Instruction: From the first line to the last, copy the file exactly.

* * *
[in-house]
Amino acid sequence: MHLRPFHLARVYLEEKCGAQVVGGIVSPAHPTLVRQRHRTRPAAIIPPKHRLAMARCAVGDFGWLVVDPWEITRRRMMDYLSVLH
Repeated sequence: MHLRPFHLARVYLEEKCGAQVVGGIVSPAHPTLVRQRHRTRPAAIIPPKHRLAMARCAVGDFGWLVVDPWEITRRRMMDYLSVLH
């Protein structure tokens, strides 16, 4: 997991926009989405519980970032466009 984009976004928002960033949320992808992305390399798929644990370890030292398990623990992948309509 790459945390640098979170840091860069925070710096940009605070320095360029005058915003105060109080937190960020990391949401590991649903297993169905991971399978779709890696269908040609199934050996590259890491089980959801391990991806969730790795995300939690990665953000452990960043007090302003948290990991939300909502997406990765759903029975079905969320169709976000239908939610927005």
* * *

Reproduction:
[in-house]
Amino acid sequence: MHLRPFHLARVYLEEKCGAQVVGGIVSPAHPTLVRQRHRTRPAAIIPPKHRLAMARCAVGDFGWLVVDPWEITRRRMMDYLSVLH
Repeated sequence: MHLRPFHLARVYLEEKCGAQVVGGIVSPAHPTLVRQRHRTRPAAIIPPKHRLAMARCAVGDFGWLVVDPWEITRRRMMDYLSVLH
């Protein structure tokens, strides 16, 4: 997991926009989405519980970032466009 984009976004928002960033949320992808992305390399798929644990370890030292398990623990992948309509 790459945390640098979170840091860069925070710096940009605070320095360029005058915003105060109080937190960020990391949401590991649903297993169905991971399978779709890696269908040609199934050996590259890491089980959801391990991806969730790795995300939690990665953000452990960043007090302003948290990991939300909502997406990765759903029975079905969320169709976000239908939610927005």